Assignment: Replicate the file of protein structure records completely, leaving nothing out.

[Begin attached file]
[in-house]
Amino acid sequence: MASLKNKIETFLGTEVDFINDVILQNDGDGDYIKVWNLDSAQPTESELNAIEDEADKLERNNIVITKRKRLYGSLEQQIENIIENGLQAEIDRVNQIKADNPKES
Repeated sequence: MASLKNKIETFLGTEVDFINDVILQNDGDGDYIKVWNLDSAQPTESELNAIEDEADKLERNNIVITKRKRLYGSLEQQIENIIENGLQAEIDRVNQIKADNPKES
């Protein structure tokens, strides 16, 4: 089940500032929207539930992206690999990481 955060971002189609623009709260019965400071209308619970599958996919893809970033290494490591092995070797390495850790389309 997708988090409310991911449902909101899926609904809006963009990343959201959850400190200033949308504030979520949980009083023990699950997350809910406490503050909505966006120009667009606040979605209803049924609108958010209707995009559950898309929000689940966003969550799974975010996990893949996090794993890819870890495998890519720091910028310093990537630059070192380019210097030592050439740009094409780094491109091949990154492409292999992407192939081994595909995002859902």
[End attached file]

[in-house]
Amino acid sequence: MASLKNKIETFLGTEVDFINDVILQNDGDGDYIKVWNLDSAQPTESELNAIEDEADKLERNNIVITKRKRLYGSLEQQIENIIENGLQAEIDRVNQIKADNPKES
Repeated sequence: MASLKNKIETFLGTEVDFINDVILQNDGDGDYIKVWNLDSAQPTESELNAIEDEADKLERNNIVITKRKRLYGSLEQQIENIIENGLQAEIDRVNQIKADNPKES
């Protein structure tokens, strides 16, 4: 089940500032929207539930992206690999990481 955060971002189609623009709260019965400071209308619970599958996919893809970033290494490591092995070797390495850790389309 997708988090409310991911449902909101899926609904809006963009990343959201959850400190200033949308504030979520949980009083023990699950997350809910406490503050909505966006120009667009606040979605209803049924609108958010209707995009559950898309929000689940966003969550799974975010996990893949996090794993890819870890495998890519720091910028310093990537630059070192380019210097030592050439740009094409780094491109091949990154492409292999992407192939081994595909995002859902």